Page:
MASON, Ohio — As a parent of two students in the Mason City School District, Jeanette Charles is used to the excitement and anxiety that both can come with a new school year.
But this year, the continued spread of COVID-19 throughout the Tri-State -- including Warren County, which remains at an orange risk level on Ohio's coronavirus map -- means the anxiety is at a new level.
"It's hard to think about going back to school this way," she told WCPO, worried about the health risks associated with returning her children to the classroom while also concerned about the impact that keeping them from seeing their classmates might have on them, too.
As a years-long volunteer with the Mason City Schools Parent-Teacher Organization, she's also worried about the teachers. At the start of summer break, she said, she started collecting small supplies she imagined teachers might be challenged to stock in their classrooms.
"I've been collecting extra bottles of hand sanitizer every time I went to the store, just to make sure the teachers had enough when we went back to school," she said.
Then she got a Facebook invitation from a friend in her hometown of Omaha, Nebraska, to a local "adopt-a-teacher" group. It inspired her to start one for her local school district.
"(Teachers) are going to need to re-examine their classrooms and how they do this safely for the kids," she said. "I wanted to make sure the teachers had everything that they needed to go back to school."
Adopt-a-teacher programs aren't new, and neither is the challenge teachers across the country face in providing materials and supplies for their classrooms often at their own expense. They take different forms in different districts. For Mason, the Facebook group Charles launched allows teachers to create Amazon wish lists from which "adopters" can shop and donate supplies. Another Facebook group for Northern Kentucky teachers takes a slightly broader approach, encouraging parents and residents to send teachers appreciation gifts or cards, in addition to any other supplies they might want to donate.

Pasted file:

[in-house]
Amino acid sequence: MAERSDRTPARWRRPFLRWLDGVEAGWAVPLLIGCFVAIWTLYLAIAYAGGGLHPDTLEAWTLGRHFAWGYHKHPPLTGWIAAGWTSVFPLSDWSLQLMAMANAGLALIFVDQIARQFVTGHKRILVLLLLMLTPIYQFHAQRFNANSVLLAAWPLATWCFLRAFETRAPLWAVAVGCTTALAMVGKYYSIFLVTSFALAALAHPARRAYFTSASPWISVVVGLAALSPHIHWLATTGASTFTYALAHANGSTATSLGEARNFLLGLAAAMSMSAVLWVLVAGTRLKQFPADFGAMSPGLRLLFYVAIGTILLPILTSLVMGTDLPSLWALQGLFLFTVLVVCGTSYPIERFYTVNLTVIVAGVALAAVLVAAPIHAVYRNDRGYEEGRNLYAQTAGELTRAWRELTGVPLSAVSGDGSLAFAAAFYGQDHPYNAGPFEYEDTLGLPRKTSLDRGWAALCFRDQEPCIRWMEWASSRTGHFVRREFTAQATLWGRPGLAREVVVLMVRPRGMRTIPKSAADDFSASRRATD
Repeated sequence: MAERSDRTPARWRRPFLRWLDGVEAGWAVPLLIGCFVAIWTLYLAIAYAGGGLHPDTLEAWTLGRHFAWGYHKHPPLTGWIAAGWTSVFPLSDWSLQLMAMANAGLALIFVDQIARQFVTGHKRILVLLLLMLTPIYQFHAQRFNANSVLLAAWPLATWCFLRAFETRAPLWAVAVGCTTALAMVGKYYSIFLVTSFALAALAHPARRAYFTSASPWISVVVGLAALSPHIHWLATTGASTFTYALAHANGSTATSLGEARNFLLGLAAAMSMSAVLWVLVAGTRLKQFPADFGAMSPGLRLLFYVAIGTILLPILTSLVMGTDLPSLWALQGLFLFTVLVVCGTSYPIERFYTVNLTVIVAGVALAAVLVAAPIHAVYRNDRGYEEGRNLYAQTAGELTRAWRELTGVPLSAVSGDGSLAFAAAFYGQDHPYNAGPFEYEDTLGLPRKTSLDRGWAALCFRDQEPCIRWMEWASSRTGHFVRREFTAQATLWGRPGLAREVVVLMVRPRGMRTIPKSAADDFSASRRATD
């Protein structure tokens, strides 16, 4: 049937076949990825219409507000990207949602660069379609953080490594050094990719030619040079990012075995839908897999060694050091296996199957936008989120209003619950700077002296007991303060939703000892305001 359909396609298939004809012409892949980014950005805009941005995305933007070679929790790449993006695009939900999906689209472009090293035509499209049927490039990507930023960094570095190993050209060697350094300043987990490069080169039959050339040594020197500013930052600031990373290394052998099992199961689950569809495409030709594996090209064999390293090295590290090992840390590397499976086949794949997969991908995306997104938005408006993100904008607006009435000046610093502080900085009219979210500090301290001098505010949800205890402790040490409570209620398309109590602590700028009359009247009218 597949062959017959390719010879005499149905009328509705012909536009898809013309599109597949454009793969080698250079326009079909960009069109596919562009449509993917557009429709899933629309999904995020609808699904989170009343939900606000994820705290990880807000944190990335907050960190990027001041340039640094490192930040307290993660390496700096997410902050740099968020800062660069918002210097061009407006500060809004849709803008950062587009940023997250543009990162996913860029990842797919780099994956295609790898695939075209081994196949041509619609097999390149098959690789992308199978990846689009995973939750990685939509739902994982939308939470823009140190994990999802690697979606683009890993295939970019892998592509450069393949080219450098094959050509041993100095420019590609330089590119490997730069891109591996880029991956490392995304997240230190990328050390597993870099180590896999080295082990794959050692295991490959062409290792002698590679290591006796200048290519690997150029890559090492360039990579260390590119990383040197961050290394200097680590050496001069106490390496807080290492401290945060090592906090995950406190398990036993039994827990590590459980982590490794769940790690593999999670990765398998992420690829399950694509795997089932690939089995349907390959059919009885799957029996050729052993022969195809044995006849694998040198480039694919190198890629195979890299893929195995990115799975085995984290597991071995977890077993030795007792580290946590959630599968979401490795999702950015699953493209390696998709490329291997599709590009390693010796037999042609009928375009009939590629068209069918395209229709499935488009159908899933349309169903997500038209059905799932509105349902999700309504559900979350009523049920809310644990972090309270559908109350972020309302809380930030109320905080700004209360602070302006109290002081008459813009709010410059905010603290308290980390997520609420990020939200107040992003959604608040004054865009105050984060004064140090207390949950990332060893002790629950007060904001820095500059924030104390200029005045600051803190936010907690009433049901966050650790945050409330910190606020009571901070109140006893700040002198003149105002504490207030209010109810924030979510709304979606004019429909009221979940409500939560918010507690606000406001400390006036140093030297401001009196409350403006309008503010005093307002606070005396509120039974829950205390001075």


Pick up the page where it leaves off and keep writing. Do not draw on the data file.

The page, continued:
"We've already adopted 145 teachers, and when I checked this morning, there were only a handful that had not been adopted yet," Charles said.
Mason Elementary School fourth-grade language arts and social studies teacher, Carol Gebhardt said these sorts of groups are more important than ever amid the uncertainty of a pandemic.
"I think one of the biggest challenges is going to be to come to school or come online with that positive, growth-minded attitude that, you know, change is inevitable," said Gebhardt, who teaches language arts and social studies to fourth graders at Mason Elementary School. "As an adult, I know that, but as a child, as a student -- and change right now is a constant for them -- just being there as that positive role model."
The pandemic's economic impact has implications for school districts, too.
"I know there's been a lot of state funding cuts and things like that, and teachers are having to look at buying more things for their classrooms, which means -- we already do a pretty good job of that anyway, and we enjoy it -- but just some of those extra things," she said.
Gebhardt was one of the 145 teachers adopted in the Mason group. She said she was surprised by the outpouring of generosity.
"The lady that adopted me, I didn't even have her students. I didn't have her children, but it's just, you know -- people are doing this out of the kindness of their heart," she said.
For those who would like to begin a similar program in their local district, Charles said it can be as simple as creating a Facebook group, inviting friends and asking them to invite their friends.
"Make a Facebook group page. Invite your friends. Invite the teachers that you know, and have everybody spread the word. Just keep asking spread the word," she said. "Everybody wants to help teachers and get them the help they need."